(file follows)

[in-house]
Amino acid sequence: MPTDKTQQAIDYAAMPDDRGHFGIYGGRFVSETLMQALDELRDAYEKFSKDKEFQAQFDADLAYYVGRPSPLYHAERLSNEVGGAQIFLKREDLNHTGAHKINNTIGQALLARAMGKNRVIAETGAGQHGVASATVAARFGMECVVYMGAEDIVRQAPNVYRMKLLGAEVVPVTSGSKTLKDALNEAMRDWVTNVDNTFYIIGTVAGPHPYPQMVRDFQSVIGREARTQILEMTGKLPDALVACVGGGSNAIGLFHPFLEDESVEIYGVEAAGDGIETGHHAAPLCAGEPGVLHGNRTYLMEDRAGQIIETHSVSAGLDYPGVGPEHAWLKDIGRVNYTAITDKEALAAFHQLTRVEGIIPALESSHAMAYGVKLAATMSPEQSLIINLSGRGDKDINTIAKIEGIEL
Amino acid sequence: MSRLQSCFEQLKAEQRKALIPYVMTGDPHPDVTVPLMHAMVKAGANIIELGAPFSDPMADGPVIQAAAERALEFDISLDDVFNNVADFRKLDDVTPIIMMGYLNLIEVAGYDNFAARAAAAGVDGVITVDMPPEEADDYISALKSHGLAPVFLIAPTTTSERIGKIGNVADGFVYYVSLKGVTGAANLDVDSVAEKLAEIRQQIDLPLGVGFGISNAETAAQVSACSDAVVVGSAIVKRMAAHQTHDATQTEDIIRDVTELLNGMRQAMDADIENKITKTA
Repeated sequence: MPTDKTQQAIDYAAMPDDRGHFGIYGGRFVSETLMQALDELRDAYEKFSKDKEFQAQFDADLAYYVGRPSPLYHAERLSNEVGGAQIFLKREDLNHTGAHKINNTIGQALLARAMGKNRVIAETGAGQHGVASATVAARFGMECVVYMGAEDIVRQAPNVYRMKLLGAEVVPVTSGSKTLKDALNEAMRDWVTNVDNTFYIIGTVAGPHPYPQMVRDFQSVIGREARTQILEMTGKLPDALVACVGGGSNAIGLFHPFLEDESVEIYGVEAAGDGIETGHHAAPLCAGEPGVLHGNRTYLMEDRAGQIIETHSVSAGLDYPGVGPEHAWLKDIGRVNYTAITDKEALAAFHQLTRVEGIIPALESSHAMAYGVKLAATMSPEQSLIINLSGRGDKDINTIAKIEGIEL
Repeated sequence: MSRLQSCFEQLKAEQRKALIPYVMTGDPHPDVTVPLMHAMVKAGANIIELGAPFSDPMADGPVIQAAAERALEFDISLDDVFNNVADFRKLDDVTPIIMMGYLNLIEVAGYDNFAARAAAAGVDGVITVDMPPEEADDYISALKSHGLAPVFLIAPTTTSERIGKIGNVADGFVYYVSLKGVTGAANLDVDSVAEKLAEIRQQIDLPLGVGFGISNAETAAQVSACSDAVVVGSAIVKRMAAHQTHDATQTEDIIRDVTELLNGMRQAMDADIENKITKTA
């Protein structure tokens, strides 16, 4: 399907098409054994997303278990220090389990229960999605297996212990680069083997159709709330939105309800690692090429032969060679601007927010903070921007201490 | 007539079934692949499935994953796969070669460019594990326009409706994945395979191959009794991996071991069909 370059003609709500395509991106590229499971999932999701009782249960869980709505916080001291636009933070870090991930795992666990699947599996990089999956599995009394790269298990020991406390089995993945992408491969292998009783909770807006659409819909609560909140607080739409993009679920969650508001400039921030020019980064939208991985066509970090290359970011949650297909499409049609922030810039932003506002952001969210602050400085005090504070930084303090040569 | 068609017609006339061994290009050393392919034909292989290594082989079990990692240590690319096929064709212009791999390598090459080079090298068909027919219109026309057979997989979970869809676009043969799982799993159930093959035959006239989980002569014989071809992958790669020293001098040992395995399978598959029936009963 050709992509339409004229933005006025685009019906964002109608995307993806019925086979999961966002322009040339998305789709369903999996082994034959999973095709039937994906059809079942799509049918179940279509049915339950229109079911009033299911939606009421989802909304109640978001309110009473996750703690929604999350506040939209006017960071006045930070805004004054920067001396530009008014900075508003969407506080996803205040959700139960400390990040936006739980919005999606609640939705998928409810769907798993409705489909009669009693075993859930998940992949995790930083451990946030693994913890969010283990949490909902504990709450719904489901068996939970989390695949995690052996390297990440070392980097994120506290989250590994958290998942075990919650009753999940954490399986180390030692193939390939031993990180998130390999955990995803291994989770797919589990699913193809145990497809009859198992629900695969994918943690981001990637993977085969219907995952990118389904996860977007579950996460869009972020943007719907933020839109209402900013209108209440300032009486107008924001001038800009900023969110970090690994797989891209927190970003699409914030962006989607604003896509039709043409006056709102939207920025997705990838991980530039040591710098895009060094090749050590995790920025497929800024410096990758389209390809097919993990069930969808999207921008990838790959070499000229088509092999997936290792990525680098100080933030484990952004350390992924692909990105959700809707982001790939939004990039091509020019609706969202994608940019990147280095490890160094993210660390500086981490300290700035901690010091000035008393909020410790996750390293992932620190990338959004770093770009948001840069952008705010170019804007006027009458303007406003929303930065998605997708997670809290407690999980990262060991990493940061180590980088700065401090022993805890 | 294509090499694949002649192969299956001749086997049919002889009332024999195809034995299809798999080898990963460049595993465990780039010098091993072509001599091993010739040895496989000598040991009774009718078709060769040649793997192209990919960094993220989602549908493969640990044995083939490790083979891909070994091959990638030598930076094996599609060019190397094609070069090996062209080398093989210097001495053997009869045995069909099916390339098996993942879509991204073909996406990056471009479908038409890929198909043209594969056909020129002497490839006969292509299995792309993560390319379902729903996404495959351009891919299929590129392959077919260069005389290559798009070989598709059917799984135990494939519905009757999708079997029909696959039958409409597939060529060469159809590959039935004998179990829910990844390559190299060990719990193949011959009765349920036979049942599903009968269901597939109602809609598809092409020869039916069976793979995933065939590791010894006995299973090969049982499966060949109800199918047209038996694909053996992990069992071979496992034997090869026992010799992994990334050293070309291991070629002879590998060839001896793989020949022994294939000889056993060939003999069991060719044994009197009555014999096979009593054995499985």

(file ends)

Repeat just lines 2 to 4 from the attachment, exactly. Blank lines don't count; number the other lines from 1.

Amino acid sequence: MPTDKTQQAIDYAAMPDDRGHFGIYGGRFVSETLMQALDELRDAYEKFSKDKEFQAQFDADLAYYVGRPSPLYHAERLSNEVGGAQIFLKREDLNHTGAHKINNTIGQALLARAMGKNRVIAETGAGQHGVASATVAARFGMECVVYMGAEDIVRQAPNVYRMKLLGAEVVPVTSGSKTLKDALNEAMRDWVTNVDNTFYIIGTVAGPHPYPQMVRDFQSVIGREARTQILEMTGKLPDALVACVGGGSNAIGLFHPFLEDESVEIYGVEAAGDGIETGHHAAPLCAGEPGVLHGNRTYLMEDRAGQIIETHSVSAGLDYPGVGPEHAWLKDIGRVNYTAITDKEALAAFHQLTRVEGIIPALESSHAMAYGVKLAATMSPEQSLIINLSGRGDKDINTIAKIEGIEL
Amino acid sequence: MSRLQSCFEQLKAEQRKALIPYVMTGDPHPDVTVPLMHAMVKAGANIIELGAPFSDPMADGPVIQAAAERALEFDISLDDVFNNVADFRKLDDVTPIIMMGYLNLIEVAGYDNFAARAAAAGVDGVITVDMPPEEADDYISALKSHGLAPVFLIAPTTTSERIGKIGNVADGFVYYVSLKGVTGAANLDVDSVAEKLAEIRQQIDLPLGVGFGISNAETAAQVSACSDAVVVGSAIVKRMAAHQTHDATQTEDIIRDVTELLNGMRQAMDADIENKITKTA
Repeated sequence: MPTDKTQQAIDYAAMPDDRGHFGIYGGRFVSETLMQALDELRDAYEKFSKDKEFQAQFDADLAYYVGRPSPLYHAERLSNEVGGAQIFLKREDLNHTGAHKINNTIGQALLARAMGKNRVIAETGAGQHGVASATVAARFGMECVVYMGAEDIVRQAPNVYRMKLLGAEVVPVTSGSKTLKDALNEAMRDWVTNVDNTFYIIGTVAGPHPYPQMVRDFQSVIGREARTQILEMTGKLPDALVACVGGGSNAIGLFHPFLEDESVEIYGVEAAGDGIETGHHAAPLCAGEPGVLHGNRTYLMEDRAGQIIETHSVSAGLDYPGVGPEHAWLKDIGRVNYTAITDKEALAAFHQLTRVEGIIPALESSHAMAYGVKLAATMSPEQSLIINLSGRGDKDINTIAKIEGIEL